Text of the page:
Great Expectations

Paperback | November 19, 1996

byCharles DickensEditorMonica Kulling

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Seven-year-old Pip is an orphan. He lives with his nasty older sister and works as a blacksmith’s apprentice. Pip dreams of a better life, but has no idea how to turn his luck around. Then a mysterious stranger decides to make all of Pip’s dreams come true. Pip’s lonely life is about to change forever. Will his great expectations be realized? Or will he learn that money and power are worthless without love and friendship?

From Our Editors

Expect great adventures for seven-year-old Pip, a blacksmith's apprentice who dreams of a better life. Can a dangerous escaped convict, a wealthy old woman, and a secret guardian help him turn his rags to riches? This easy-to-read adaptation of the Dickens classic is sure to capture the imaginations of young and reluctant readers

From the Publisher

Seven-year-old Pip is an orphan. He lives with his nasty older sister and works as a blacksmith’s apprentice. Pip dreams of a better life, but has no idea how to turn his luck around. Then a mysterious stranger decides to make all of Pip’s dreams come true. Pip’s lonely life is about to change forever. Will his great expectations be re...

From the Jacket

Expect great adventures for seven-year-old Pip, a blacksmith's apprentice who dreams of a better life. Can a dangerous escaped convict, a wealthy old woman, and a secret guardian help him turn his rags to riches? With a rich cast of characters and more plot twists than the most tangled video game, this lively, easy-to-read adaptation o...

George Bernard Shaw (1856–1950) was a leading playwright of the twentieth century. His plays include Man and Superman (1905), Major Barbara (1905), Pygmalion (1913), and Saint Joan (1923).

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Format:PaperbackDimensions:112 pages, 7.61 × 5.18 × 0.27 inPublished:November 19, 1996Publisher:Random House Children's Books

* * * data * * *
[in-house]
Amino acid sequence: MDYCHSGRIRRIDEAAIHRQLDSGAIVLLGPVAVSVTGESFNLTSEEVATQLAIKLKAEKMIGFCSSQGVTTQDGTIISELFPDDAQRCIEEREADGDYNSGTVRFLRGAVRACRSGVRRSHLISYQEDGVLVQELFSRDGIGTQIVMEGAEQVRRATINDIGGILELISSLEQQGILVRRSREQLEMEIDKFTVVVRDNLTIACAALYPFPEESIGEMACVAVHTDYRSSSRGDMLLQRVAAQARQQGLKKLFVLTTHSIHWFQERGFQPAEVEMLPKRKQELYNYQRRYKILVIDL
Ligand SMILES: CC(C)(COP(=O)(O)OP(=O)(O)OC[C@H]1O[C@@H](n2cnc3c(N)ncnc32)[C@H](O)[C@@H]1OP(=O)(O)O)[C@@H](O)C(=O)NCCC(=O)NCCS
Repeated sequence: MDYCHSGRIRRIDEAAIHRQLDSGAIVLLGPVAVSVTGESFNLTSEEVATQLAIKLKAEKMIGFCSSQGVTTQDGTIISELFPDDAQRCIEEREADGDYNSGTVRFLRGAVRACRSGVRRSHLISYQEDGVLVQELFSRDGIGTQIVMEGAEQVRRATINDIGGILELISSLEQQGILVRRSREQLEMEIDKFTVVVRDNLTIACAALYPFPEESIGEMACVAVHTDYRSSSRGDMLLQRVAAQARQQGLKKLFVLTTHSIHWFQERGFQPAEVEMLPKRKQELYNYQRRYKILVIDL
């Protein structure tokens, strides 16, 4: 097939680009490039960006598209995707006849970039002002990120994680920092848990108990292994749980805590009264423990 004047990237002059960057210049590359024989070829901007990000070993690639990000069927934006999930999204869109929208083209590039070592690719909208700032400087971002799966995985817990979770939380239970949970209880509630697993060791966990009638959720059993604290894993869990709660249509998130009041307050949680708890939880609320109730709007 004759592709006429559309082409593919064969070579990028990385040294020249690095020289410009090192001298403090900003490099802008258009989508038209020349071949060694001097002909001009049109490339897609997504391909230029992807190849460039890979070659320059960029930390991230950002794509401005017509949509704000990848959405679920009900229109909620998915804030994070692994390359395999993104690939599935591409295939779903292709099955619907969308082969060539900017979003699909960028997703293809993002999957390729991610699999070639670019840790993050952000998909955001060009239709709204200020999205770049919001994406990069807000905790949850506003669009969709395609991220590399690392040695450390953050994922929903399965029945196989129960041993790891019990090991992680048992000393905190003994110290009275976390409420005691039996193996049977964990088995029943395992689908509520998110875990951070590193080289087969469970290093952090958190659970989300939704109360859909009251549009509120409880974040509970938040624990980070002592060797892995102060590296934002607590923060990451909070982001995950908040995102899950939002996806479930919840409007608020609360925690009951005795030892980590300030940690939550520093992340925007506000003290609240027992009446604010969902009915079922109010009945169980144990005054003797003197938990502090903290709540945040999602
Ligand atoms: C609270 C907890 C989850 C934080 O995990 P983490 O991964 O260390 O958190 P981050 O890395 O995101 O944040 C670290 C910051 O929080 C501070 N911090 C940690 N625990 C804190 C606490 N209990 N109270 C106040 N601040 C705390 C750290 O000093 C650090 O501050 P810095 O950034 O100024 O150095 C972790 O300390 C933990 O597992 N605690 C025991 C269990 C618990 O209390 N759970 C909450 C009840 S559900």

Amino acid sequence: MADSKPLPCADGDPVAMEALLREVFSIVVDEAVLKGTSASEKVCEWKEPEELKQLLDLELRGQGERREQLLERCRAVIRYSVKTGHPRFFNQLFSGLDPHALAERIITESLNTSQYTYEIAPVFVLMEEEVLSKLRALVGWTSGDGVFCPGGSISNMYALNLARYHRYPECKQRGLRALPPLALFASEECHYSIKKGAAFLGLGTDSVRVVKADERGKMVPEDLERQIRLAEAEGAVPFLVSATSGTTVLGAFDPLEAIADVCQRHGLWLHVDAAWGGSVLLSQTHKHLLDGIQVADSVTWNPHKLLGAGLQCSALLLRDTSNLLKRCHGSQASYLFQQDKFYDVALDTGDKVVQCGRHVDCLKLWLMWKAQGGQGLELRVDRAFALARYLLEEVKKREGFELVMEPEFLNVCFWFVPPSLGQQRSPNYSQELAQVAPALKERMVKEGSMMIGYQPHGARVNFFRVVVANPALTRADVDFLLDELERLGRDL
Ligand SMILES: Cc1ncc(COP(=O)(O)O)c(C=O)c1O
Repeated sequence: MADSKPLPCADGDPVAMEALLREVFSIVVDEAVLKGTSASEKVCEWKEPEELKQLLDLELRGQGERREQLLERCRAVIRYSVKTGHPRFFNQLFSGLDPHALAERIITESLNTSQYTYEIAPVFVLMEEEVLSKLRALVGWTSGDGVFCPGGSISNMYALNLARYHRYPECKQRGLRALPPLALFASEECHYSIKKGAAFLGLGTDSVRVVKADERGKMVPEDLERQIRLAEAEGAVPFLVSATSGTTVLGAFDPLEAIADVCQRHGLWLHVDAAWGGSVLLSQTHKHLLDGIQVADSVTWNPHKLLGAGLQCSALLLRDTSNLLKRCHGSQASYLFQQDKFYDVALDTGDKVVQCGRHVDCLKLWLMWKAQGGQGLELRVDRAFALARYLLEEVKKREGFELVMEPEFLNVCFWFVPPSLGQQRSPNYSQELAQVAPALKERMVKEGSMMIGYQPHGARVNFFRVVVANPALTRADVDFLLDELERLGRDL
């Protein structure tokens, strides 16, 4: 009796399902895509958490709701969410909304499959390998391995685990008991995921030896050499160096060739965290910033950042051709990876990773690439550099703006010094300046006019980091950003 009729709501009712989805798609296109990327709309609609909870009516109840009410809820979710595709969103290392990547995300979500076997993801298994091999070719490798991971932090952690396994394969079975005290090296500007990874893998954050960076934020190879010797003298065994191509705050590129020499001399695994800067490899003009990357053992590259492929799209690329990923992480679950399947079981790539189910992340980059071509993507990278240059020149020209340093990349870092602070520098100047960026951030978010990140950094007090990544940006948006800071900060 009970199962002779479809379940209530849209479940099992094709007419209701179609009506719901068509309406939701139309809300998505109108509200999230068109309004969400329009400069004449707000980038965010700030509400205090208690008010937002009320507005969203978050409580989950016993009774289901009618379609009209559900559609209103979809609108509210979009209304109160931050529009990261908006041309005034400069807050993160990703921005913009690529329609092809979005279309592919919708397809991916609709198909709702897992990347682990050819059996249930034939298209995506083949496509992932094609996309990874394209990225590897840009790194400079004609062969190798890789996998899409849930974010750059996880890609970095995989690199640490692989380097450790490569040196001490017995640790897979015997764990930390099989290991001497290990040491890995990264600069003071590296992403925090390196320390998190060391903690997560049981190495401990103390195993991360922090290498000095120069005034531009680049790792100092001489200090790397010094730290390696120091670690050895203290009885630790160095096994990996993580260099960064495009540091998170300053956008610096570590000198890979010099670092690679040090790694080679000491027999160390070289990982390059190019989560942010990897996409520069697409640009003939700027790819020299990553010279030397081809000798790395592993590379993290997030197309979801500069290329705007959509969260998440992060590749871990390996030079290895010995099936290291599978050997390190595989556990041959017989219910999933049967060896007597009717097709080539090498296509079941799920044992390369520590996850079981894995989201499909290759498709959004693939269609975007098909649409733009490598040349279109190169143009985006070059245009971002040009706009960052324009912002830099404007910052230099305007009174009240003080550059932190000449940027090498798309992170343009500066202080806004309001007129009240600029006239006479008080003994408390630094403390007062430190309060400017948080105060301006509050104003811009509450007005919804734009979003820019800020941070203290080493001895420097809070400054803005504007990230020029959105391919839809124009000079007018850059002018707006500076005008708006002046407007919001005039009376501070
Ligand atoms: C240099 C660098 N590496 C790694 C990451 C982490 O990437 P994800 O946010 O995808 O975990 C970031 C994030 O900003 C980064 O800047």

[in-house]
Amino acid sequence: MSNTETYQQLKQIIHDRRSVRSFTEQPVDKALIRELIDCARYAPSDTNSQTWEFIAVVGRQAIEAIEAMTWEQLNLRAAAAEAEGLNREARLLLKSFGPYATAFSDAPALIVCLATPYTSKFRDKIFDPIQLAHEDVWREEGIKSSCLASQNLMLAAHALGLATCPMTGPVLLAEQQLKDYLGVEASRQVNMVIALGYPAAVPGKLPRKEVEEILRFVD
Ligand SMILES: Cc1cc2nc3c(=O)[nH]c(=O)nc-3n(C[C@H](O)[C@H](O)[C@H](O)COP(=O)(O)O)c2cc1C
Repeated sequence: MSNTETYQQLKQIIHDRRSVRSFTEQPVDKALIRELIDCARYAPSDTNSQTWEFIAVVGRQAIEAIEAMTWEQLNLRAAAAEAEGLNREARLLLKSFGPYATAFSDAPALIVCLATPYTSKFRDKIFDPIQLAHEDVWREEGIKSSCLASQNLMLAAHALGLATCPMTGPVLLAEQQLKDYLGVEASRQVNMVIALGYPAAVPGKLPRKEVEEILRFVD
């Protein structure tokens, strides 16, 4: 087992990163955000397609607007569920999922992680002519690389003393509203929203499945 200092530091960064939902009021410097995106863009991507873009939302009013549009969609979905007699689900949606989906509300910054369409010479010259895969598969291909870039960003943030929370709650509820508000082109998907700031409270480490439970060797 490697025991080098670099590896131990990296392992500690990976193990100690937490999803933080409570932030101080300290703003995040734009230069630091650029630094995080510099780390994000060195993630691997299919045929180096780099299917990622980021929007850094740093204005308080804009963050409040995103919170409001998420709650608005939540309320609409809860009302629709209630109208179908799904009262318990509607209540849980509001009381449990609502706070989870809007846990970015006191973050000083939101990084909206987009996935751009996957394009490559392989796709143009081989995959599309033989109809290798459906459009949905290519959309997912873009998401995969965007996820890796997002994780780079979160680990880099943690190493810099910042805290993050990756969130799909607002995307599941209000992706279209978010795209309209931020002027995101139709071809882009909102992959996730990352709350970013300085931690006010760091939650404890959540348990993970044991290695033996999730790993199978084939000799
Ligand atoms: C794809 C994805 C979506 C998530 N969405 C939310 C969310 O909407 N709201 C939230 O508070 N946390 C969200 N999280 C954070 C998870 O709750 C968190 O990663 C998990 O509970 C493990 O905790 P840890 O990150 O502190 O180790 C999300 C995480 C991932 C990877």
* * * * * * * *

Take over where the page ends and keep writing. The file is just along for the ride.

The following ISBNs are associated with this title:

ISBN - 10:0679874666

ISBN - 13:9780679874669

Appropriate for ages: 6 - 8

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Chapter I.My father's family name being Pirrip, and my christian name Philip, myinfant tongue could make of both names nothing longer or more explicit thanPip. So, I called myself Pip, and came to be called Pip.I give Pirrip as my father's family name, on the authority of his tombstoneand my sister – Mrs. Joe Gargery, who married the blacksmith. As I never sawmy father or my mother, and never saw any likeness of either of them (fortheir days were long before the days of photographs), my first fanciesregarding what they were like, were unreasonably derived from theirtombstones. The shape of the letters on my father's, gave me an odd ideathat he was a square, stout, dark man, with curly black hair. From thecharacter and turn of the inscription, "Also Georgiana Wife of the Above,"I drew a childish conclusion that my mother was freckled and sickly. Tofive little stone lozenges, each about a foot and a half long, which werearranged in a neat row beside their grave, and were sacred to the memory offive little brothers of mine – who gave up trying to get a living exceedinglyearly in that universal struggle – I am indebted for a belief I religiouslyentertained that they had all been born on their backs with their hands intheir trousers-pockets, and had never taken them out in this state ofexistence.Ours was the marsh country, down by the river, within as the river wound,twenty miles of the sea. My first most vivid and broad impression of theidentity of things, seems to me to have been gained on a memorable rawafternoon towards evening. At such a time I found out for certain, thatthis bleak place overgrown with nettles was the churchyard; and that PhilipPirrip, late of this parish, and also Georgiana wife of the above, weredead and buried; and that Alexander, Bartholomew, Abraham, Tobias, andRoger, infant children of the aforesaid, were also dead and buried; andthat the dark flat wilderness beyond the churchyard, intersected with dykesand mounds and gates, with scattered cattle feeding on it, was the marshes;and that the low leaden line beyond was the river; and that the distantsavage lair from which the wind was rushing, was the sea; and that thesmall bundle of shivers growing afraid of it all and beginning to cry, wasPip."Hold your noise!" cried a terrible voice, as a man started up from amongthe graves at the side of the church porch. "Keep still, you little devil,or I'll cut your throat!"A fearful man, all in coarse grey, with a great iron on his leg. A man withno hat, and with broken shoes, and with an old rag tied round his head. Aman who had been soaked in water, and smothered in mud, and lamed bystones, and cut by flints, and stung by nettles, and torn by briars; wholimped, and shivered, and glared and growled; and whose teeth chattered inhis head as he seized me by the chin."Oh! Don't cut my throat, sir," I pleaded in terror. "Pray don't do it,sir.""Tell us your name!" said the man. "Quick!""Pip, sir.""Once more," said the man, staring at me. "Give it mouth!"

From Our Editors

Expect great adventures for seven-year-old Pip, a blacksmith's apprentice who dreams of a better life. Can a dangerous escaped convict, a wealthy old woman, and a secret guardian help him turn his rags to riches? This easy-to-read adaptation of the Dickens classic is sure to capture the imaginations of young and reluctant readers

Editorial Reviews

"No story in the first person was ever better told."